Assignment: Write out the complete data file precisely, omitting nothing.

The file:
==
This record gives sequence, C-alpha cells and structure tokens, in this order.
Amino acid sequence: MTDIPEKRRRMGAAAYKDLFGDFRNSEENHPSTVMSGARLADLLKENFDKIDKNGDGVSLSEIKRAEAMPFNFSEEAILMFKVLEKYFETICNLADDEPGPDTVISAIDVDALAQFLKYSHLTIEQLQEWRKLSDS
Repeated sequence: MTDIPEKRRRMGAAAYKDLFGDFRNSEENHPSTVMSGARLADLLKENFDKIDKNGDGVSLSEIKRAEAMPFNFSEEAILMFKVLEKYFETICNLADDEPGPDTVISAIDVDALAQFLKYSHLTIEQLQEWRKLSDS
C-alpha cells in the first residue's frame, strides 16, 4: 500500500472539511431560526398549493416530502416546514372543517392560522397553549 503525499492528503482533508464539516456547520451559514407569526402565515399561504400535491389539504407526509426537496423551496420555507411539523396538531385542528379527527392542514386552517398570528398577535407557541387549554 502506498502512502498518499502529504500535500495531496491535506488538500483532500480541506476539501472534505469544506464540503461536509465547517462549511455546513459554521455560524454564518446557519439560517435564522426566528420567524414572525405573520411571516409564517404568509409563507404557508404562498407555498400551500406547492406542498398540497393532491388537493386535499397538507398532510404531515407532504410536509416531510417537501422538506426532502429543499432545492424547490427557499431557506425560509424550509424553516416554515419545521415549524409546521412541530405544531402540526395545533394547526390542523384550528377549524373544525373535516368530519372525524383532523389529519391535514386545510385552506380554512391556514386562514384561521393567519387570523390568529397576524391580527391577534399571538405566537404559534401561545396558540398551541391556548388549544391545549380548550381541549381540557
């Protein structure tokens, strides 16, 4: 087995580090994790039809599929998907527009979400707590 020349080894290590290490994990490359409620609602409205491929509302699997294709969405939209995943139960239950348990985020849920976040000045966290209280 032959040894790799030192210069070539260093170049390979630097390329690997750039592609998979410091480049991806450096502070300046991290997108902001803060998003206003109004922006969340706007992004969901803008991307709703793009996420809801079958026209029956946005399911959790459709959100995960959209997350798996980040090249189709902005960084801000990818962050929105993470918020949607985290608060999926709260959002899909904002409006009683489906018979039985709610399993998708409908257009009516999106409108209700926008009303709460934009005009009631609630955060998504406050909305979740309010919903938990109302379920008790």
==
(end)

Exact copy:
This record gives sequence, C-alpha cells and structure tokens, in this order.
Amino acid sequence: MTDIPEKRRRMGAAAYKDLFGDFRNSEENHPSTVMSGARLADLLKENFDKIDKNGDGVSLSEIKRAEAMPFNFSEEAILMFKVLEKYFETICNLADDEPGPDTVISAIDVDALAQFLKYSHLTIEQLQEWRKLSDS
Repeated sequence: MTDIPEKRRRMGAAAYKDLFGDFRNSEENHPSTVMSGARLADLLKENFDKIDKNGDGVSLSEIKRAEAMPFNFSEEAILMFKVLEKYFETICNLADDEPGPDTVISAIDVDALAQFLKYSHLTIEQLQEWRKLSDS
C-alpha cells in the first residue's frame, strides 16, 4: 500500500472539511431560526398549493416530502416546514372543517392560522397553549 503525499492528503482533508464539516456547520451559514407569526402565515399561504400535491389539504407526509426537496423551496420555507411539523396538531385542528379527527392542514386552517398570528398577535407557541387549554 502506498502512502498518499502529504500535500495531496491535506488538500483532500480541506476539501472534505469544506464540503461536509465547517462549511455546513459554521455560524454564518446557519439560517435564522426566528420567524414572525405573520411571516409564517404568509409563507404557508404562498407555498400551500406547492406542498398540497393532491388537493386535499397538507398532510404531515407532504410536509416531510417537501422538506426532502429543499432545492424547490427557499431557506425560509424550509424553516416554515419545521415549524409546521412541530405544531402540526395545533394547526390542523384550528377549524373544525373535516368530519372525524383532523389529519391535514386545510385552506380554512391556514386562514384561521393567519387570523390568529397576524391580527391577534399571538405566537404559534401561545396558540398551541391556548388549544391545549380548550381541549381540557
């Protein structure tokens, strides 16, 4: 087995580090994790039809599929998907527009979400707590 020349080894290590290490994990490359409620609602409205491929509302699997294709969405939209995943139960239950348990985020849920976040000045966290209280 032959040894790799030192210069070539260093170049390979630097390329690997750039592609998979410091480049991806450096502070300046991290997108902001803060998003206003109004922006969340706007992004969901803008991307709703793009996420809801079958026209029956946005399911959790459709959100995960959209997350798996980040090249189709902005960084801000990818962050929105993470918020949607985290608060999926709260959002899909904002409006009683489906018979039985709610399993998708409908257009009516999106409108209700926008009303709460934009005009009631609630955060998504406050909305979740309010919903938990109302379920008790």